The Samaritan woman

The conversation of the Lord Jesus with the Samaritan woman reveals unedited aspects of God's wisdom. None of the other encounters of the Lord with diverse individuals gives us such profound lessons about the human soul and God's Grace.

A woman, and furthermore a Samaritan. Two characteristics that made that being almost something, more than someone--given the prejudices of those days. Nevertheless, the Lord takes the time and the initiative to bless her with His maximum attention in talking to her. This reveals to us that inside her was all the profound depth of the unsatisfied human soul.

She was burdened with a long history of affections and disaffections, encounters and disencounters. She must have been attractive, always accompanied by those of the opposite sex. Five husbands she had experienced and the one she was now living with was not her husband. Her feminine vanity must have felt stimulated each time that a new pretender came to her door seeking her friendship. She was a woman that must have been secretly envied by the rest. Nevertheless, in the depths of her being, she carried a drama. She had tried by all means available to obtain happiness. However, she did not attain it. So here she comes, as all other days, at a time during which she would not collide with the furtive and rejecting glances of her peers.

She did not meet those she was trying to avoid, but se met One with whom she never expected to meet. She did not even imagine what was in store for her. This day was to be totally different to any other day of her life. If she had known Who was going to meet her, she might have avoided meeting Him. She actually met One whose morality was totally perfect.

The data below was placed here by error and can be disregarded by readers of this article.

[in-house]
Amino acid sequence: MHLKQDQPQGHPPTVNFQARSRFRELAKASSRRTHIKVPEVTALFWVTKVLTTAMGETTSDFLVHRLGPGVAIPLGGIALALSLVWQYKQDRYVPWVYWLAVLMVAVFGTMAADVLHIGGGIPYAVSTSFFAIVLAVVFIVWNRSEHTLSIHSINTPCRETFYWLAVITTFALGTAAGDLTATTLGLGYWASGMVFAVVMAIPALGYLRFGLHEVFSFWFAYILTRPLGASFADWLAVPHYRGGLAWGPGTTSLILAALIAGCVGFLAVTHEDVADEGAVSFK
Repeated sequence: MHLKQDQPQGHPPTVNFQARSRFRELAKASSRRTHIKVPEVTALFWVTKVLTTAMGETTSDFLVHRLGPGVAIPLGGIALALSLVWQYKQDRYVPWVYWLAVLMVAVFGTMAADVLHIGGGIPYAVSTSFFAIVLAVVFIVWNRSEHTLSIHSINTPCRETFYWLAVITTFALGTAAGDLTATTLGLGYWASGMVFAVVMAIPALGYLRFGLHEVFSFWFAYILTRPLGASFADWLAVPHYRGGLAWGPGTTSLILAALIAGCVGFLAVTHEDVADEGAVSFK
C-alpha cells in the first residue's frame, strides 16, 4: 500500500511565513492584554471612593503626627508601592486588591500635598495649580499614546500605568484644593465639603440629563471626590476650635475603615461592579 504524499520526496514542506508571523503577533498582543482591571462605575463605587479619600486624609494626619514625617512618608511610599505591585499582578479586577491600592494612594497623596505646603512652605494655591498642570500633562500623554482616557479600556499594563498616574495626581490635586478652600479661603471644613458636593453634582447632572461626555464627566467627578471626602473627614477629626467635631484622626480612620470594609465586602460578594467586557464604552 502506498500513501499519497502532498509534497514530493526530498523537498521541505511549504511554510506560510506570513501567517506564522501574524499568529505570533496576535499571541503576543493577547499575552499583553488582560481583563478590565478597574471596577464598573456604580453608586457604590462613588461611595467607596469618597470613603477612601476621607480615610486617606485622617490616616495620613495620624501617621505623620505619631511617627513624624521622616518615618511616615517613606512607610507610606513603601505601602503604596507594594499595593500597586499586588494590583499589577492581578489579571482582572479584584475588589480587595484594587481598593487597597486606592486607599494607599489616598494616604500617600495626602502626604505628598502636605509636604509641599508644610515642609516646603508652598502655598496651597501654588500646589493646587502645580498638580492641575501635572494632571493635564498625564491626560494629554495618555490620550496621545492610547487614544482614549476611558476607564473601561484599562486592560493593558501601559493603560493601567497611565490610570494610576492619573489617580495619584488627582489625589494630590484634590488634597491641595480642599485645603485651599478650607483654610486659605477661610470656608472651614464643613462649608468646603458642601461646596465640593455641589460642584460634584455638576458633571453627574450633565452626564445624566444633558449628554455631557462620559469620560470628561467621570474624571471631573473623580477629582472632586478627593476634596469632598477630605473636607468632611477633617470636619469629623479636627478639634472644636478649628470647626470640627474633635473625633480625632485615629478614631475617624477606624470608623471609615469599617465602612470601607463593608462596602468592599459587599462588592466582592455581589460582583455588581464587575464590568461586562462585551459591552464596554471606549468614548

She met Him, Emmanuel, God with us, the Owner of all worlds, who –amazingly– petitioned her to give Him a drink of water. She, a very unhappy woman, has the opportunity to give out of her poverty something to God Himself. By Jacob's well, two extremes of the universe become united in such a strange way. He, the Champion Giver asks her to give Him some water. She, poverty personified, gives Him what He requests.

But, what is it that God asks from man? Is it water? Isn't He the Creator of water Himself? Actually, a drink of water was not His real goal. He asks man to give Him something that only satisfies momentarily because He wants to give to man that which will definitely satisfy man eternally. It is an exchange of waters, the transitory for the eternal. When God asks something from man, it is to return to man something better infinitely multiplied. It is a barter initiated in God but which always concludes with man eternally and fully satisfied in God. When God asks for something, it is only His excuse to abundantly return something better to man.

The experience of Nicodemus shows us the uselessness and vanity of knowing God's things in a merely natural way. The experience of the Samaritan woman shows us the vacuity produced in the soul by the affections and pleasures of the flesh. To Nicodemus, the Lord offers a new birth. To the Samaritan woman the Lord offers to give her to drink of water that never dries up, but will always satisfy her. These two are representative characters of you and me, of the whole human race really.

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